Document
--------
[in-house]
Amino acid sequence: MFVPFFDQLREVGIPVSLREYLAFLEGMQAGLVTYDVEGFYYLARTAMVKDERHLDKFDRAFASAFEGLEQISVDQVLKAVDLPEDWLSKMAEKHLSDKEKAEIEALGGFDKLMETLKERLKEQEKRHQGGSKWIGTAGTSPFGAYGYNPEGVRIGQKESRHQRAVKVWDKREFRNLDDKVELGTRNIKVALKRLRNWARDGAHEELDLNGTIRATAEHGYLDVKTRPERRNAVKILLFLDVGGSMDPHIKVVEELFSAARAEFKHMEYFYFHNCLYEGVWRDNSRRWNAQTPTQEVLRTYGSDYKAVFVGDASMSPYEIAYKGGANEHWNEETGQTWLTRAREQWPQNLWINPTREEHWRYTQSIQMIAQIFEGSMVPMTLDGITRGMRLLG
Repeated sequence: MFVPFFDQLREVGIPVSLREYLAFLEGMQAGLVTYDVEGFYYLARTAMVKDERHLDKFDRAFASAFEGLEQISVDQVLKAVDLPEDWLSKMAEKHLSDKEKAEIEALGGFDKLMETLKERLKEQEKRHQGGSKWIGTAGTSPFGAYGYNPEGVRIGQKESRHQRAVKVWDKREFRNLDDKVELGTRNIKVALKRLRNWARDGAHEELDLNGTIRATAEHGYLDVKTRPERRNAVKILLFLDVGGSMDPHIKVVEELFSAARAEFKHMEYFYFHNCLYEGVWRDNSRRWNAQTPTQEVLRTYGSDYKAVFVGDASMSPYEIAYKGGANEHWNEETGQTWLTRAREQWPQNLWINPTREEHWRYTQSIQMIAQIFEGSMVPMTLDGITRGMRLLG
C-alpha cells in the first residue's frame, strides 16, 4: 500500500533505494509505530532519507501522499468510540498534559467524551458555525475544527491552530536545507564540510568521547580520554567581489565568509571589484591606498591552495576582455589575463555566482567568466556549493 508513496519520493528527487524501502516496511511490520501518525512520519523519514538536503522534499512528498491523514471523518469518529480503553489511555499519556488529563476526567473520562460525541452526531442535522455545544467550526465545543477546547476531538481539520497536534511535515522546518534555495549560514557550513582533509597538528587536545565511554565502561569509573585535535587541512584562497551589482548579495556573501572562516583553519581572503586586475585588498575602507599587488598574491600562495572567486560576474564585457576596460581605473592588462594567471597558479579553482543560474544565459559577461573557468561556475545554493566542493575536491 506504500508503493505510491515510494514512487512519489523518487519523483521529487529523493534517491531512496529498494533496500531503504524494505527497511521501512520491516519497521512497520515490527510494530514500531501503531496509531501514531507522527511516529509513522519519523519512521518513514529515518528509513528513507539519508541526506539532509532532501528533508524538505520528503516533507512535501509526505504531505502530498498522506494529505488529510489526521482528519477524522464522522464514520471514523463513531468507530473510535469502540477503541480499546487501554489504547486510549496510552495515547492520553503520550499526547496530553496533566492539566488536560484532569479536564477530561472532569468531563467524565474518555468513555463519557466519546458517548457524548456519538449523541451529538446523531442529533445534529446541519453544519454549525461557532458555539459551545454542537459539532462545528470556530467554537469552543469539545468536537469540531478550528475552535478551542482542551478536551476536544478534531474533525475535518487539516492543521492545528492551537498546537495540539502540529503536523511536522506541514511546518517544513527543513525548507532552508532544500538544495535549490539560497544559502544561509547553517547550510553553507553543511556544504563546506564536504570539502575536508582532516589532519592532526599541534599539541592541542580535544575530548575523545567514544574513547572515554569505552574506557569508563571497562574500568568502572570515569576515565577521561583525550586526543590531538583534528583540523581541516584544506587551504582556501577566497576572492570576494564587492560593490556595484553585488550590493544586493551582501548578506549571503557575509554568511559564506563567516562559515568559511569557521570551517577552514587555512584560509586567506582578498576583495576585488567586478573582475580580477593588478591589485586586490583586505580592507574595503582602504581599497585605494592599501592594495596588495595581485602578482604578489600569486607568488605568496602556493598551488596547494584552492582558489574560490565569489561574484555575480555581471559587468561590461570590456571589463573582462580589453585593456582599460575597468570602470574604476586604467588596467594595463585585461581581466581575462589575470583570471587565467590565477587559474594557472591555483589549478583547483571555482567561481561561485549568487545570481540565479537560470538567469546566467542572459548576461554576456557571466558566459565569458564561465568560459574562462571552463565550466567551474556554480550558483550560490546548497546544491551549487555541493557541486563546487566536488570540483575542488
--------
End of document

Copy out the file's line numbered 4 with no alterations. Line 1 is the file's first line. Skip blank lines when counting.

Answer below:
C-alpha cells in the first residue's frame, strides 16, 4: 500500500533505494509505530532519507501522499468510540498534559467524551458555525475544527491552530536545507564540510568521547580520554567581489565568509571589484591606498591552495576582455589575463555566482567568466556549493 508513496519520493528527487524501502516496511511490520501518525512520519523519514538536503522534499512528498491523514471523518469518529480503553489511555499519556488529563476526567473520562460525541452526531442535522455545544467550526465545543477546547476531538481539520497536534511535515522546518534555495549560514557550513582533509597538528587536545565511554565502561569509573585535535587541512584562497551589482548579495556573501572562516583553519581572503586586475585588498575602507599587488598574491600562495572567486560576474564585457576596460581605473592588462594567471597558479579553482543560474544565459559577461573557468561556475545554493566542493575536491 506504500508503493505510491515510494514512487512519489523518487519523483521529487529523493534517491531512496529498494533496500531503504524494505527497511521501512520491516519497521512497520515490527510494530514500531501503531496509531501514531507522527511516529509513522519519523519512521518513514529515518528509513528513507539519508541526506539532509532532501528533508524538505520528503516533507512535501509526505504531505502530498498522506494529505488529510489526521482528519477524522464522522464514520471514523463513531468507530473510535469502540477503541480499546487501554489504547486510549496510552495515547492520553503520550499526547496530553496533566492539566488536560484532569479536564477530561472532569468531563467524565474518555468513555463519557466519546458517548457524548456519538449523541451529538446523531442529533445534529446541519453544519454549525461557532458555539459551545454542537459539532462545528470556530467554537469552543469539545468536537469540531478550528475552535478551542482542551478536551476536544478534531474533525475535518487539516492543521492545528492551537498546537495540539502540529503536523511536522506541514511546518517544513527543513525548507532552508532544500538544495535549490539560497544559502544561509547553517547550510553553507553543511556544504563546506564536504570539502575536508582532516589532519592532526599541534599539541592541542580535544575530548575523545567514544574513547572515554569505552574506557569508563571497562574500568568502572570515569576515565577521561583525550586526543590531538583534528583540523581541516584544506587551504582556501577566497576572492570576494564587492560593490556595484553585488550590493544586493551582501548578506549571503557575509554568511559564506563567516562559515568559511569557521570551517577552514587555512584560509586567506582578498576583495576585488567586478573582475580580477593588478591589485586586490583586505580592507574595503582602504581599497585605494592599501592594495596588495595581485602578482604578489600569486607568488605568496602556493598551488596547494584552492582558489574560490565569489561574484555575480555581471559587468561590461570590456571589463573582462580589453585593456582599460575597468570602470574604476586604467588596467594595463585585461581581466581575462589575470583570471587565467590565477587559474594557472591555483589549478583547483571555482567561481561561485549568487545570481540565479537560470538567469546566467542572459548576461554576456557571466558566459565569458564561465568560459574562462571552463565550466567551474556554480550558483550560490546548497546544491551549487555541493557541486563546487566536488570540483575542488